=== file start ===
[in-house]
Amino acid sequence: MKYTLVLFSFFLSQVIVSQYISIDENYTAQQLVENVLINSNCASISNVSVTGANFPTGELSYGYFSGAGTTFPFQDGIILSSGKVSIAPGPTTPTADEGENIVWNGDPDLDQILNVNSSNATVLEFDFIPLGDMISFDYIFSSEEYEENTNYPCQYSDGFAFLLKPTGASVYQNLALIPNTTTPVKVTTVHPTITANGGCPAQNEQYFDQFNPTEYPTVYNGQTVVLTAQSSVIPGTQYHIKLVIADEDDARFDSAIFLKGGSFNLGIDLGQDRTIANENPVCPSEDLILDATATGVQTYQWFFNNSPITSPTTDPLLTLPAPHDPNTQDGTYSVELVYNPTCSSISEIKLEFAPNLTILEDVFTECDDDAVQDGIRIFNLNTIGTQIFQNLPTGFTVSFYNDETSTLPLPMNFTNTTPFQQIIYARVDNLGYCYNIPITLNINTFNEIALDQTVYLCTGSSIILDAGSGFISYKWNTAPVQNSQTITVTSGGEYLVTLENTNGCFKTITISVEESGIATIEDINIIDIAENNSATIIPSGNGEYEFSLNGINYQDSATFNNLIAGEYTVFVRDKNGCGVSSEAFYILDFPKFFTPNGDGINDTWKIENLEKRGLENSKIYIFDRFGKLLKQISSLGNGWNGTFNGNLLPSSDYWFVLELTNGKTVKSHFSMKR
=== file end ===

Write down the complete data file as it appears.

[in-house]
Amino acid sequence: MKYTLVLFSFFLSQVIVSQYISIDENYTAQQLVENVLINSNCASISNVSVTGANFPTGELSYGYFSGAGTTFPFQDGIILSSGKVSIAPGPTTPTADEGENIVWNGDPDLDQILNVNSSNATVLEFDFIPLGDMISFDYIFSSEEYEENTNYPCQYSDGFAFLLKPTGASVYQNLALIPNTTTPVKVTTVHPTITANGGCPAQNEQYFDQFNPTEYPTVYNGQTVVLTAQSSVIPGTQYHIKLVIADEDDARFDSAIFLKGGSFNLGIDLGQDRTIANENPVCPSEDLILDATATGVQTYQWFFNNSPITSPTTDPLLTLPAPHDPNTQDGTYSVELVYNPTCSSISEIKLEFAPNLTILEDVFTECDDDAVQDGIRIFNLNTIGTQIFQNLPTGFTVSFYNDETSTLPLPMNFTNTTPFQQIIYARVDNLGYCYNIPITLNINTFNEIALDQTVYLCTGSSIILDAGSGFISYKWNTAPVQNSQTITVTSGGEYLVTLENTNGCFKTITISVEESGIATIEDINIIDIAENNSATIIPSGNGEYEFSLNGINYQDSATFNNLIAGEYTVFVRDKNGCGVSSEAFYILDFPKFFTPNGDGINDTWKIENLEKRGLENSKIYIFDRFGKLLKQISSLGNGWNGTFNGNLLPSSDYWFVLELTNGKTVKSHFSMKR